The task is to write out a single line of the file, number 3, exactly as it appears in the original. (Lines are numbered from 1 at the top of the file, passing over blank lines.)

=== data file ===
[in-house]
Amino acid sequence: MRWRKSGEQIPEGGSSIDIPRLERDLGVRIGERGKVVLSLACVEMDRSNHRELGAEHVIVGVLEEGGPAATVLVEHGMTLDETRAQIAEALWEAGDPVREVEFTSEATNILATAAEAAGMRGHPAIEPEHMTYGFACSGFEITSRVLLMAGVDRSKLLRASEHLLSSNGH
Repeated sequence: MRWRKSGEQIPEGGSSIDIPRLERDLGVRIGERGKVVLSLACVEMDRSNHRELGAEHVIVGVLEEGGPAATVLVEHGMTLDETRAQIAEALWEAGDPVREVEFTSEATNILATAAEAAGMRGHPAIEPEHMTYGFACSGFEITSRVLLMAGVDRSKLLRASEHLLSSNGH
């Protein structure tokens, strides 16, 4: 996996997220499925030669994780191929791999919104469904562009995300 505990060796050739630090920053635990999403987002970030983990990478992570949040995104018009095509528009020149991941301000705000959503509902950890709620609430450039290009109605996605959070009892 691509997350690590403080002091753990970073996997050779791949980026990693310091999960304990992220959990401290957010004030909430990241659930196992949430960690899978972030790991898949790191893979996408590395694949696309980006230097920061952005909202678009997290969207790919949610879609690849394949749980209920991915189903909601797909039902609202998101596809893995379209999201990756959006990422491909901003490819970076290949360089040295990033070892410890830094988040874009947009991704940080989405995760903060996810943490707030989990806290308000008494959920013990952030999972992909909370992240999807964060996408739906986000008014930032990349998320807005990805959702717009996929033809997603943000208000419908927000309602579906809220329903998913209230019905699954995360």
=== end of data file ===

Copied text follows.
Repeated sequence: MRWRKSGEQIPEGGSSIDIPRLERDLGVRIGERGKVVLSLACVEMDRSNHRELGAEHVIVGVLEEGGPAATVLVEHGMTLDETRAQIAEALWEAGDPVREVEFTSEATNILATAAEAAGMRGHPAIEPEHMTYGFACSGFEITSRVLLMAGVDRSKLLRASEHLLSSNGH